5 Signs of a Detached Retina and When to See a Doctor

5 Signs of a Detached Retina and When to See a Doctor

Retinal detachments are fairly common but have the potential to permanently damage your eyesight. That’s why you need to know the symptoms of this eye issue so you can seek immediate medical attention. Retinal detachments can be repaired, often during outpatient surgery, but you need to act quickly.

What is a Retinal Detachment?

A retinal detachment has various causes, but they all lead to the retina pulling away from the other eye tissues. It can be a complete or partial detachment, but in both cases, it needs to be reattached as soon as possible.

Types of Retinal Detachment

Rhegmatogenous – This type is caused by a tear in the retina that allows fluid to pass through and collect under it. As the pressure builds, your retina will begin to detach. When the retina pulls away, blood flow to the area stops and you begin to have impaired vision. Aging is the most common cause of this type of retinal detachment because the gel in your eye changes consistency and may tug on your retina as it separates.

Tractional – This detachment type occurs when scar tissue grows on the retina, pulling it away from the back of the eye. It is often caused by diabetes or other chronic health issues.

Exudative – With this type of retinal detachment, fluid collects beneath the retina without any holes or tears being present. Age-related macular degeneration, eye injury, inflammatory disorder, or tumors may be the cause.

5 Symptoms of Retinal Detachment

1- The Sudden Appearance of Floaters

Many people have some floaters, specks, or worm-like material that floats across your field of vision. A sudden burst of these floaters may indicate a detached retina.

2- Blurred Vision

If objects suddenly become blurry, you should consult your medical professional. It may be a sign of a detached retina or other eye issue.

3- Light Flashes (Photopsia)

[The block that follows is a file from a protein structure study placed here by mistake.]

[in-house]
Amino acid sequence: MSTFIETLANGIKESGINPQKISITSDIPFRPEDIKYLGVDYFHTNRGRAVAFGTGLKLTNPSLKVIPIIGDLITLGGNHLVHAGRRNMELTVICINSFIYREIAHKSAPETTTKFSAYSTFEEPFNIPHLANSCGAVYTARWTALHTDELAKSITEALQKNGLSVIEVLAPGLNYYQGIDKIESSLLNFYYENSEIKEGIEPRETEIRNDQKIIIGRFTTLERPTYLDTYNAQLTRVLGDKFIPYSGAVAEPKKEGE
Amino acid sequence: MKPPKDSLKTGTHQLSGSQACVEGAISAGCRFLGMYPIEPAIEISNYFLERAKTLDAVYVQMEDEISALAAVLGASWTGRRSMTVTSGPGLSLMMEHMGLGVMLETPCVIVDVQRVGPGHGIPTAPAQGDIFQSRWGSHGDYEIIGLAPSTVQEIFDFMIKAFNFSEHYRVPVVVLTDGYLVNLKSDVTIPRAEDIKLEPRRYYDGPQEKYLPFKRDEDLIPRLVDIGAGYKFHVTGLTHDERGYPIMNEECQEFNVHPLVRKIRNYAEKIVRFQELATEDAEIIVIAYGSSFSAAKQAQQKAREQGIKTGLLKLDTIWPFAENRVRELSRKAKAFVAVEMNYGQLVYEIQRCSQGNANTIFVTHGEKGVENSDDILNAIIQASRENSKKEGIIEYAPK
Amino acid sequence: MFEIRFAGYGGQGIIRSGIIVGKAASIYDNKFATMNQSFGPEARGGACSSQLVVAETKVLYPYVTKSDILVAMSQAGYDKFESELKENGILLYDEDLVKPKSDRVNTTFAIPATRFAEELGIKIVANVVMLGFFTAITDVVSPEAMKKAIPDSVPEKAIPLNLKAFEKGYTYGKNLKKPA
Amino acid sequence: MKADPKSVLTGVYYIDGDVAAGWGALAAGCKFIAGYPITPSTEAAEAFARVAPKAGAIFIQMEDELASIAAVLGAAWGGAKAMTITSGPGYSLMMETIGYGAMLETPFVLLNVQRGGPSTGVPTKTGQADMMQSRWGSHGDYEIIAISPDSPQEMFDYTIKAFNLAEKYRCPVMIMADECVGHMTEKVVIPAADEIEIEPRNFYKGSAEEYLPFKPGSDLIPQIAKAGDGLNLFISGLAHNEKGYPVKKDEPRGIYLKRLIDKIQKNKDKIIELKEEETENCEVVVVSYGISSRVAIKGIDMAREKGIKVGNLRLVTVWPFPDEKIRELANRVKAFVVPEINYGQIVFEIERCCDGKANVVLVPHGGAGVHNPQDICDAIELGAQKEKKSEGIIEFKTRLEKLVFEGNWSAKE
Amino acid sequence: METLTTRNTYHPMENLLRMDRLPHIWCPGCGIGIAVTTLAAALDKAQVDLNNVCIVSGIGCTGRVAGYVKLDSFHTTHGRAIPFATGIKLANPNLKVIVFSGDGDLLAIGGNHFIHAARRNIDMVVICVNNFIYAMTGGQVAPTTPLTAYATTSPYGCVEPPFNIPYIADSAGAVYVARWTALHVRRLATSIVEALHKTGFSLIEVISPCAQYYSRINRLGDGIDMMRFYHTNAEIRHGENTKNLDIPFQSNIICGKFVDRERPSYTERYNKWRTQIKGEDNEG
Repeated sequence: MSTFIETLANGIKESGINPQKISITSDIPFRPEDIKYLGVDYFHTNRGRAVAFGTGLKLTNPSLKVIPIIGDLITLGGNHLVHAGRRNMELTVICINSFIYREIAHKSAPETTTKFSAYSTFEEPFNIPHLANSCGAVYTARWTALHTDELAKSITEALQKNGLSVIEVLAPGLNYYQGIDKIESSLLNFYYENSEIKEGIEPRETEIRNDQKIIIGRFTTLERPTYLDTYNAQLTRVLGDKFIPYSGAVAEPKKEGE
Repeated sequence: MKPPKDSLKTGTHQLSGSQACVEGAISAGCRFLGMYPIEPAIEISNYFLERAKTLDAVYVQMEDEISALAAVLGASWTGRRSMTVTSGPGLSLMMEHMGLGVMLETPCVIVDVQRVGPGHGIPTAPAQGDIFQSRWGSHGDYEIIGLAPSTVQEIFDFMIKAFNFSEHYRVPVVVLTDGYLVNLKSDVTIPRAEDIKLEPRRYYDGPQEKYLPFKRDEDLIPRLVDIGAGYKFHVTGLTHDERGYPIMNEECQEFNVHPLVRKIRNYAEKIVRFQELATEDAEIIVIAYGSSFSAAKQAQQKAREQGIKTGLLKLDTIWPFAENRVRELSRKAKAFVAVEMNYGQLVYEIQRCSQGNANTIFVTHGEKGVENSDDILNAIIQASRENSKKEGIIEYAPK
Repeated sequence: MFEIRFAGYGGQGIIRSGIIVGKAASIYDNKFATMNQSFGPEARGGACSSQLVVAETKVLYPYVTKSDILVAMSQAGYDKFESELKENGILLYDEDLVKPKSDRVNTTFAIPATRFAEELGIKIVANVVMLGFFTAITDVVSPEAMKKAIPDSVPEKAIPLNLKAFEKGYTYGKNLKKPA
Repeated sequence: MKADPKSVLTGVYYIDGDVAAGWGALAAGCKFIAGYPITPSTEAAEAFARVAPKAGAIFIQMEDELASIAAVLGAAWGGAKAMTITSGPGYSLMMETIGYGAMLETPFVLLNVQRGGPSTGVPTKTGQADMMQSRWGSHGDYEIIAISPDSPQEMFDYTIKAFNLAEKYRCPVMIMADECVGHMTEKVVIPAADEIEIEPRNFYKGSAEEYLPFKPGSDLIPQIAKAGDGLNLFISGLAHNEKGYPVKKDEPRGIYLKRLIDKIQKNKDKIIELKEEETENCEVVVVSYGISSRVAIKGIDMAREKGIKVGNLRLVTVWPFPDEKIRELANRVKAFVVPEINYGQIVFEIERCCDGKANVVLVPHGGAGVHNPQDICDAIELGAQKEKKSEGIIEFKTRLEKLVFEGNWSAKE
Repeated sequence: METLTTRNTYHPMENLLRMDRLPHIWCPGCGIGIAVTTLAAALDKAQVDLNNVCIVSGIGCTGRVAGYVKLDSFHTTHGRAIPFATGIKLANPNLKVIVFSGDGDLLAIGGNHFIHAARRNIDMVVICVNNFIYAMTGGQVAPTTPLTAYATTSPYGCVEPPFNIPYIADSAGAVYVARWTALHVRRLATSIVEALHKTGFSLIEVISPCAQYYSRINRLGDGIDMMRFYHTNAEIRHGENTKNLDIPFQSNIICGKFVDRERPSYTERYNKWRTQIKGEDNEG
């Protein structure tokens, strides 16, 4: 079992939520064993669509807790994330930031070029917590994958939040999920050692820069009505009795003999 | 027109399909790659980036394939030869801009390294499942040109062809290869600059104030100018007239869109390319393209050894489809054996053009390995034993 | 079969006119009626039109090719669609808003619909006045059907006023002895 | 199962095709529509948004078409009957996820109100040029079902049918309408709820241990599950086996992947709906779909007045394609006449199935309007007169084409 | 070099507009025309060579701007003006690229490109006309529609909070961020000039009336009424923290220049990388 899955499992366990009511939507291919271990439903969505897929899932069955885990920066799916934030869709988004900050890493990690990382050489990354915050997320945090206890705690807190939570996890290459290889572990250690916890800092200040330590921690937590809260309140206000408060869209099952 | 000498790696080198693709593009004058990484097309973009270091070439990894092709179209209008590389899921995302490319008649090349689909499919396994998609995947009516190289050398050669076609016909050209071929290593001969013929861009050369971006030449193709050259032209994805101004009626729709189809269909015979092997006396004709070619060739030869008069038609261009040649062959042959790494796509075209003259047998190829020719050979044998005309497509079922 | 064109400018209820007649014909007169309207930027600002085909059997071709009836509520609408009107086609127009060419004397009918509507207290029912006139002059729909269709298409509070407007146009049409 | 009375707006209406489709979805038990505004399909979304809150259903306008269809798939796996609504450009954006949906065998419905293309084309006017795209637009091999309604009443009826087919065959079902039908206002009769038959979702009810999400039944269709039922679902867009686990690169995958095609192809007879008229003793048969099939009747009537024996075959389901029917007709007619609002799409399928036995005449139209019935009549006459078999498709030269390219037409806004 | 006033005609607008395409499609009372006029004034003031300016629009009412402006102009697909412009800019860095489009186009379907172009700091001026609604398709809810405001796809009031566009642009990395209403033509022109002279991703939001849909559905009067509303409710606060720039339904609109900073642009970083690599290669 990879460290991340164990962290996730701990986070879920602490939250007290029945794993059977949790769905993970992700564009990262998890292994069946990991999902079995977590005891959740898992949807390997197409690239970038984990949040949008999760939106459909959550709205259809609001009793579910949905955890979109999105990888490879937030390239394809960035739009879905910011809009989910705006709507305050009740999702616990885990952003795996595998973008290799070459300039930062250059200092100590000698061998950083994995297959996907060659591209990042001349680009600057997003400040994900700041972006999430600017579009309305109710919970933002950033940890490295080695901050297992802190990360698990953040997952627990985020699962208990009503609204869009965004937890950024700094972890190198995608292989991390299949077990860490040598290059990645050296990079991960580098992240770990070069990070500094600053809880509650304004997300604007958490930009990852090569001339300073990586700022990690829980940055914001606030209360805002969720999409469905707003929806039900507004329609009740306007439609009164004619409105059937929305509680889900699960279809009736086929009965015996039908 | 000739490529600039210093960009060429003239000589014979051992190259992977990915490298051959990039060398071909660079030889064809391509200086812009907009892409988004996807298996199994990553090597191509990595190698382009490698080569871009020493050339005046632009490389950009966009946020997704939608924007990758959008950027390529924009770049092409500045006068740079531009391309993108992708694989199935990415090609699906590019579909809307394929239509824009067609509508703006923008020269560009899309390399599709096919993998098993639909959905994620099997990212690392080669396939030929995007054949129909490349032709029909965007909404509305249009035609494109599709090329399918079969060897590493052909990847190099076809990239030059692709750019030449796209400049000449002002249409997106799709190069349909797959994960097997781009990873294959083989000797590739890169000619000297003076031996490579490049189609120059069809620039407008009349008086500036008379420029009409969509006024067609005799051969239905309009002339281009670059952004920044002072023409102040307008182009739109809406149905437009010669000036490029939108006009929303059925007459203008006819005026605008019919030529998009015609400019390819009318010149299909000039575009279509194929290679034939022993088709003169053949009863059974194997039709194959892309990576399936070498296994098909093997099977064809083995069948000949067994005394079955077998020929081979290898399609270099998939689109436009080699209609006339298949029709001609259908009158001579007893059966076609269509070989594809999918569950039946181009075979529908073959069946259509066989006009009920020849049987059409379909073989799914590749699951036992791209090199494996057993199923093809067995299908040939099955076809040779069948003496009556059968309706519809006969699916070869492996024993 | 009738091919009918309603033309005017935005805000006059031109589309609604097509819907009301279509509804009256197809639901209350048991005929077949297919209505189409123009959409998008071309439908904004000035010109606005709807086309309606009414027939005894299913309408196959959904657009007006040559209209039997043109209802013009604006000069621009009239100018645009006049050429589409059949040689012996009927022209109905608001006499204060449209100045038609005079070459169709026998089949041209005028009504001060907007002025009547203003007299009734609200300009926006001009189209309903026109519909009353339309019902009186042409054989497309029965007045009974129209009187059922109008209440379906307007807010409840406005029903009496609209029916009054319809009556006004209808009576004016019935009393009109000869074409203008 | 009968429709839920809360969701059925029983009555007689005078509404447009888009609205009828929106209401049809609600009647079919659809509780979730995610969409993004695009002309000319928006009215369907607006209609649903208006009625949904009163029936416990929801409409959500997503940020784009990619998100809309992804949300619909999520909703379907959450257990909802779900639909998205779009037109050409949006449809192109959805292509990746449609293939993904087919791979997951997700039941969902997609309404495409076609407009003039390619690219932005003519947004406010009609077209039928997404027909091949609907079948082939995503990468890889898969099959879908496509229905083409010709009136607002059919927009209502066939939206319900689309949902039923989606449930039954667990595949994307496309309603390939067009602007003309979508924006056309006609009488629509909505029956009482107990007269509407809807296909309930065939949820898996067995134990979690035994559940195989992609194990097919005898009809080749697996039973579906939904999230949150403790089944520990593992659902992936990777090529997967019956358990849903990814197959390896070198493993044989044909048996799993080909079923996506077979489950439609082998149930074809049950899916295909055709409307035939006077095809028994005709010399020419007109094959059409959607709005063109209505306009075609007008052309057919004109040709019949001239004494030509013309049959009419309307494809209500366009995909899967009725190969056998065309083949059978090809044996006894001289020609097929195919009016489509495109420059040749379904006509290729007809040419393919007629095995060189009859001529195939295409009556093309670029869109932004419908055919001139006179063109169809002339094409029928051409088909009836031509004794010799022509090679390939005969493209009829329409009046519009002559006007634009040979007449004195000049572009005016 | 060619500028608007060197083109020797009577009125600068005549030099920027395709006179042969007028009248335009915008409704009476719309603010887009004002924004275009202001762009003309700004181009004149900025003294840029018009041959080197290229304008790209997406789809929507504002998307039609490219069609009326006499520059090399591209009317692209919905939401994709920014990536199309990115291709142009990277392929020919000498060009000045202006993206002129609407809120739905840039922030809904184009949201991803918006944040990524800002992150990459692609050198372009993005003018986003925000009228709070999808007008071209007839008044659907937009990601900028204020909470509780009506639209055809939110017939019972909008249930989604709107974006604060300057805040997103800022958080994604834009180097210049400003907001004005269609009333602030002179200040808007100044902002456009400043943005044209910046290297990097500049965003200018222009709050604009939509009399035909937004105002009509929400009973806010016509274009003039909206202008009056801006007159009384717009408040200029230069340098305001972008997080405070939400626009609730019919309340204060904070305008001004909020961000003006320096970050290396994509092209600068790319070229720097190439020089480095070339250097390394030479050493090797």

If you experience flashes of light in an eye or eyes, it may indicate a retinal problem.

4- Loss of Peripheral Vision

A detached retina can cause you to slowly lose your side vision.

5- Curtain Shadow

This symptom is one of the most startling. A curtain-like shadow will descend over your vision as the retina pulls away from the rest of your eye.

A detached retina is not painful, so you may be tempted to overlook some of these symptoms. However, you should consult your eye specialist if you develop any of these symptoms. You may be fine, but only a medical professional can make sure.


Two main treatments for a detached retina are Cryopexy/laser and surgery. Cryopexy, also known as freeze treatment or laser surgery, allows your doctor to use a freezing probe or medical laser to seal any tears in your retina. These are usually outpatient treatments.


When much of your retina is detached, your physician may choose to perform surgery on your eye. The doctor will reposition the retina using a small band. You will be under anesthesia, but it is usually an outpatient procedure.

In some cases, the doctor performs a vitrectomy, a procedure where they make a small opening in the affected eye and remove most of the gel, or vitreous, using a suction tool. The doctor may then repair the retina using a laser or freeze treatment or inject a bubble of air or gas to keep the retina in place.

Detached Retina Process

If you suspect you have a detached retina, contact your eye specialist. Time matters when you have this condition, and prompt treatment can prevent vision loss. Your symptoms may not be the result of a detached retina, but they indicate something is wrong with your eyes. So contacting a medical professional is essential for your eye health.

Remember, a detached retina is painless. The lack of discomfort causes some people to downplay their other symptoms, but no pain does not mean your eyes are okay. See your doctor if you suspect you might have a detached retina.